The inward and spiritual gift in Holy Communion is the Body and Blood of Christ, truly and indeed given by him and received by the faithful.

50 What is meant by receiving the Body and Blood of Christ?

Receiving the Body and Blood of Christ means receiving the life of Christ himself, who was crucified and rose again, and is now alive for evermore.

51 What are the benefits we receive in Holy Communion?

The benefits we receive are the strengthening of our union with Christ and his Church, the forgiveness of our sins, and the nourishing of ourselves for eternal life.

52 What is required of those who come to Holy Communion?

It is required of those who come to HoIy Communion that they have a living faith in God’s mercy through Christ, with a thankful remembrance of his death and resurrection; that they repent truly of their sins, intending to lead the new life; and be in charity with all men.

53 What is Ordination?

Ordination is the ministry in which, through prayer with the laying on of hands, our Lord Jesus Christ gives the grace of the Holy Spirit, and authority, to those who are being made bishops, priests, and deacons.

54 What is Holy Matrimony?

Holy Matrimony is Christian marriage, in which the man and the woman, entering into a life-long union, take their vows before God and seek his grace and blessing to fulfil them.

55 What is the ministry of Absolution?

The ministry of absolution is the ministry by which those who are truly sorry for their sins, and have made free confession of them to God in the presence of the minister, with intention to amend their lives, receive through him the forgiveness of God.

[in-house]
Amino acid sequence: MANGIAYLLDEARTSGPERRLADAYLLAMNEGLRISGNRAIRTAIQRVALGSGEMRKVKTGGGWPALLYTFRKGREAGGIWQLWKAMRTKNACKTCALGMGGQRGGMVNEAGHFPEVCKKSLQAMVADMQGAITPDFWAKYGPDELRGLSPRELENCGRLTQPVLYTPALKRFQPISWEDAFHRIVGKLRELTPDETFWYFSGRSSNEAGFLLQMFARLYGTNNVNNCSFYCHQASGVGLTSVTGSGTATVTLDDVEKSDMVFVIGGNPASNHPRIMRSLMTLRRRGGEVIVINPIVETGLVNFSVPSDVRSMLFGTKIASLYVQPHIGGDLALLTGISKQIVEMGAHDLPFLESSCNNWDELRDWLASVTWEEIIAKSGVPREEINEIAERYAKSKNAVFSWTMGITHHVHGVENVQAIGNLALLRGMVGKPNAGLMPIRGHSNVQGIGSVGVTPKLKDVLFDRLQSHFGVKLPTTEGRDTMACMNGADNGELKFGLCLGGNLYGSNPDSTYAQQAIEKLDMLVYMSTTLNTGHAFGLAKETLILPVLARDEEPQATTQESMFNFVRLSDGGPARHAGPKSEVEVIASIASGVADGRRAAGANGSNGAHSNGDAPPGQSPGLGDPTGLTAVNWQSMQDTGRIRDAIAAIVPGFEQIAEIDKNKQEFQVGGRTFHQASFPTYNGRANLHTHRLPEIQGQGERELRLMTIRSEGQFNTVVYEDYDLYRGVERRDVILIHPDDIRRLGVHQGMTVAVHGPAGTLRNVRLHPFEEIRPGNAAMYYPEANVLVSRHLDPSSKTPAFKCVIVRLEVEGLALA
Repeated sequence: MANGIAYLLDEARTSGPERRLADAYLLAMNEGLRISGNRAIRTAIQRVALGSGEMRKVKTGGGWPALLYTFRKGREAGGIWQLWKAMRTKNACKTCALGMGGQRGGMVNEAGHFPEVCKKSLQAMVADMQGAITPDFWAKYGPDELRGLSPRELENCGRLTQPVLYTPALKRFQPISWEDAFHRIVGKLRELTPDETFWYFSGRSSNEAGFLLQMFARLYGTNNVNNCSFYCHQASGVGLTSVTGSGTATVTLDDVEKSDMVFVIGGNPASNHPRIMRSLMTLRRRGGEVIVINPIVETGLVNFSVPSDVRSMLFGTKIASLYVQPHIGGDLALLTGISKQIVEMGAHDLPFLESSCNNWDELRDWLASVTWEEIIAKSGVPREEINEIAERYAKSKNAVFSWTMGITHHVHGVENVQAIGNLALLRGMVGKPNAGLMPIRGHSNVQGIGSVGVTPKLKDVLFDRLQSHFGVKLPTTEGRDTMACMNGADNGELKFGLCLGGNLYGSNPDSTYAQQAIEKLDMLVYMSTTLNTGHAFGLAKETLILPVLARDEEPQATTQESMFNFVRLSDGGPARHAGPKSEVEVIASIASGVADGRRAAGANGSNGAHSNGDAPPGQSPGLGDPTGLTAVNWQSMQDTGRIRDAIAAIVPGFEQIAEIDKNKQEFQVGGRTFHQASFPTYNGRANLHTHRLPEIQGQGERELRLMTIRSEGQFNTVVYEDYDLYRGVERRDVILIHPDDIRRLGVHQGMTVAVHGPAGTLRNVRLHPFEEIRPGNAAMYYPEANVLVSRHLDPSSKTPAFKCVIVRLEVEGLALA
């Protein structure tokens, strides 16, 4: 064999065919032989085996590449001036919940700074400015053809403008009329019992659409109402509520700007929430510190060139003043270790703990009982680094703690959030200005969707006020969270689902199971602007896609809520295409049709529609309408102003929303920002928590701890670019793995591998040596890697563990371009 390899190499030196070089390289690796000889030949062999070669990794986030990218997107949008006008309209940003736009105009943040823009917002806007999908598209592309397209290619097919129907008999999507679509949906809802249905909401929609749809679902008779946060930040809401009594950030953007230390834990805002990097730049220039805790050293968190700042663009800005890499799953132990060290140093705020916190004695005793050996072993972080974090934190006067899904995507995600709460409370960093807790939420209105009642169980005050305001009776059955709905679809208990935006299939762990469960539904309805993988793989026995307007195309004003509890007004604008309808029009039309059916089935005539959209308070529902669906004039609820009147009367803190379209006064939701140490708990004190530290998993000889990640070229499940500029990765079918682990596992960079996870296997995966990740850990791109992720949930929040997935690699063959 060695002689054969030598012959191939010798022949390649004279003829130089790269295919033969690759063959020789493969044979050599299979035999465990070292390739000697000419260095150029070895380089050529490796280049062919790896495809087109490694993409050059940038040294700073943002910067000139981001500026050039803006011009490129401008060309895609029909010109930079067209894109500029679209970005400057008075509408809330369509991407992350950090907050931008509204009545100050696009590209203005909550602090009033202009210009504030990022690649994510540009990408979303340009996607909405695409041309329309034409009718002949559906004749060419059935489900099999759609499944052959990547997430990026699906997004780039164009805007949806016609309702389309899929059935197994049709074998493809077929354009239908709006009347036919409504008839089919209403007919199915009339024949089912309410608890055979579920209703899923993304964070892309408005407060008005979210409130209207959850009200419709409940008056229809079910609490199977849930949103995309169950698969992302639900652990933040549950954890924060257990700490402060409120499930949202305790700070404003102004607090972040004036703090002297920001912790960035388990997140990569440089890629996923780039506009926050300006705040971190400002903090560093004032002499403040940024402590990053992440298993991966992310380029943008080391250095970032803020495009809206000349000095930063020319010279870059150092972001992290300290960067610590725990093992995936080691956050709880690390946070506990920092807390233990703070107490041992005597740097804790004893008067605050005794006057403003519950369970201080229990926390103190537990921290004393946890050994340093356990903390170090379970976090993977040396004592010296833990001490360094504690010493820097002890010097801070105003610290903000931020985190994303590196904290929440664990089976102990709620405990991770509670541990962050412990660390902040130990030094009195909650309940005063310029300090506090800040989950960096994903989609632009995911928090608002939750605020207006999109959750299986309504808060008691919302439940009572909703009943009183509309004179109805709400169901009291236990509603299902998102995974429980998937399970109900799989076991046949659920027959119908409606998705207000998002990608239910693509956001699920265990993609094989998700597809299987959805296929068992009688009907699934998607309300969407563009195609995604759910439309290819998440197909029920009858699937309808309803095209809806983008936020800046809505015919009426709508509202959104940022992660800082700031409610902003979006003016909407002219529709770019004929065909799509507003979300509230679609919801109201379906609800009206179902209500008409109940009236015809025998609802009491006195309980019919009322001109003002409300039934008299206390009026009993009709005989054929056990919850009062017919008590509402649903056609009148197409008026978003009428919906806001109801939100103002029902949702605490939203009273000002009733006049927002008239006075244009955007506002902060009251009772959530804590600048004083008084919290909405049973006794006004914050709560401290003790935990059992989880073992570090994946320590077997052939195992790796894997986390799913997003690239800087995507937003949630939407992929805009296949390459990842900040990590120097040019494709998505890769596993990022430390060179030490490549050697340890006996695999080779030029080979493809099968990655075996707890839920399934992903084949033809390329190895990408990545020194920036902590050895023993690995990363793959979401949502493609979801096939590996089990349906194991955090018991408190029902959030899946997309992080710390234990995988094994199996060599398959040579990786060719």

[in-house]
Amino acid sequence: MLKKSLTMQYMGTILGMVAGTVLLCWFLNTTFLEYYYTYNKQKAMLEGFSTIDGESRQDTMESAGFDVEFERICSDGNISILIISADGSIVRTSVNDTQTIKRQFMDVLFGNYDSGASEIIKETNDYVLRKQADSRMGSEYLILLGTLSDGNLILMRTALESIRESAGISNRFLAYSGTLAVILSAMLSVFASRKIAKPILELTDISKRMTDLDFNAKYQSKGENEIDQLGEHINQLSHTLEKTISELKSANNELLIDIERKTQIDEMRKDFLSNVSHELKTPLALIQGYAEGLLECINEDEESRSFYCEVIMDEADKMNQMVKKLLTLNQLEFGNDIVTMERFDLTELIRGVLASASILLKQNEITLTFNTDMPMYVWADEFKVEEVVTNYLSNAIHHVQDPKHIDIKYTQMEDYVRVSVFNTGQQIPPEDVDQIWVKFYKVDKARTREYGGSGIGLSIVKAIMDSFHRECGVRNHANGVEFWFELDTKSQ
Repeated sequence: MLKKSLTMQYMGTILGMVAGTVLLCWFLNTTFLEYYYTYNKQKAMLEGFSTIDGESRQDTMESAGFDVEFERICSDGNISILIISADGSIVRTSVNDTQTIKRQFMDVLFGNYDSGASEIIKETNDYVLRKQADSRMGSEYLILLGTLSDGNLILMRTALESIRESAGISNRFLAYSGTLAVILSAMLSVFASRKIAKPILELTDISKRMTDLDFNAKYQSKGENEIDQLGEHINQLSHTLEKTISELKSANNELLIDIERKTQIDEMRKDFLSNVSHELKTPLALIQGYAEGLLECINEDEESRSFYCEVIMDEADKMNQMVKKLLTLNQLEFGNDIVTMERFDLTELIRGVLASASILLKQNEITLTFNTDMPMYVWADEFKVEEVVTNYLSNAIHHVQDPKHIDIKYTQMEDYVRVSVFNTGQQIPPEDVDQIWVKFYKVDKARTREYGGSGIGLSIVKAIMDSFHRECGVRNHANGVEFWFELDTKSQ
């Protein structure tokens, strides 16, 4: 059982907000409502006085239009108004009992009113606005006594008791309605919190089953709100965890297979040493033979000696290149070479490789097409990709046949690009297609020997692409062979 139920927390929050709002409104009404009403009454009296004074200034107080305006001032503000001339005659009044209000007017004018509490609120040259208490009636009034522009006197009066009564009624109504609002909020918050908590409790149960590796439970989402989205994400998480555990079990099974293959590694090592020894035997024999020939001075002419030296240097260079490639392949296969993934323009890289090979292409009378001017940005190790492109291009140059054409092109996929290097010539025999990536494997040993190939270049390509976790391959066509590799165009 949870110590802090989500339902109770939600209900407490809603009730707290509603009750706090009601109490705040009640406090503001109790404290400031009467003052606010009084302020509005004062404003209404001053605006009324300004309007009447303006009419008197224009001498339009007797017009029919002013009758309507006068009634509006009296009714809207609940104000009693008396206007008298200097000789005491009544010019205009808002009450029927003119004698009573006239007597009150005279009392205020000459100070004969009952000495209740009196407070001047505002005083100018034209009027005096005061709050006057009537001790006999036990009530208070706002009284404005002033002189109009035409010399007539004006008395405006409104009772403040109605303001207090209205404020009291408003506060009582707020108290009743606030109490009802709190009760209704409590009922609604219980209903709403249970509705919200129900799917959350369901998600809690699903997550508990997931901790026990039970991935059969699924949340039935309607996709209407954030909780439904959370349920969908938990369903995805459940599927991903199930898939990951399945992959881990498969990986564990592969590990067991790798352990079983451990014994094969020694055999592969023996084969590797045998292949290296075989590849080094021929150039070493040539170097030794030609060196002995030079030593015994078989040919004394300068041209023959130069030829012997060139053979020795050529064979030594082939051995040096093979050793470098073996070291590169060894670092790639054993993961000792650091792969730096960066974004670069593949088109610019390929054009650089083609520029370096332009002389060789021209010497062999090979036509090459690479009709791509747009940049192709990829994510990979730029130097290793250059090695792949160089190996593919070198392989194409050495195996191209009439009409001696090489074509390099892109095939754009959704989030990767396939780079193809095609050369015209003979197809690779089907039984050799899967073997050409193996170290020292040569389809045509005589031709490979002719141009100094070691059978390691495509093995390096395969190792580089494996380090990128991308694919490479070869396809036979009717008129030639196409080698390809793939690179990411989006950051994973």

56 What is the sacramental ministry of Healing?

The sacramental ministry of healing is the ministry by which God’s grace is given for the healing of spirit, mind, and body, in response to faith and prayer, by the laying on of hands, or by anointing with oil.


57 What is the hope in which a Christian lives?

A Christian lives in the certain hope of the advent of Christ, the last judgement, and resurrection to life everlasting.

58 What are we to understand by the advent of Christ?

By the advent of Christ we are to understand that God, who through Christ has created and redeemed all things, wiIl also through Christ at his coming again, make all things perfect and complete in his eternal kingdom.

59 What are we to understand by the last judgement?

By the last judgement we are to understand that all men will give account of their lives to God, who will condemn and destroy all that is evil, and bring his servants into the joy of their Lord.

60 What are we to understand by resurrection?

By resurrection we are to understand that God, who has overcome death by the resurrection of Christ, will raise from death in a body of glory all who are Christ’s, that they may live with him in the fellowship of the saints.

61 What, then, is our assurance as Christians?

Our assurance as Christians is that neither death, nor life, nor things present, nor things to come, shall be able to separate us from the love of God which is in Christ Jesus our Lord.Thus, daily increasing in God’s Holy Spirit, and following the example of our Saviour Christ, we shall at the last be made like unto him, for we shall see him as he is.

Therefore I pray:

May the God of all grace, who has called us unto his eternal glory by Christ Jesus, after that we have suffered awhile, make us perfect, stablish, strengthen, settle us. To him be glory and dominion for ever and ever. Amen.

The Revised Catechism, Authorised by the General Synod of the Church of England

©1982 Central Board of Finance of the Church of England

Sermon: Ordinary 7, Year B – Paralysis

Text: Mark 2:1-12

1 When he returned to Capernaum, some time later word went round that he was in the house;
2 and so many people collected that there was no room left, even in front of the door. He was preaching the word to them
3 when some people came bringing him a paralytic carried by four men,
4 but as they could not get the man to him through the crowd, they stripped the roof over the place where Jesus was; and when they had made an opening, they lowered the stretcher on which the paralytic lay.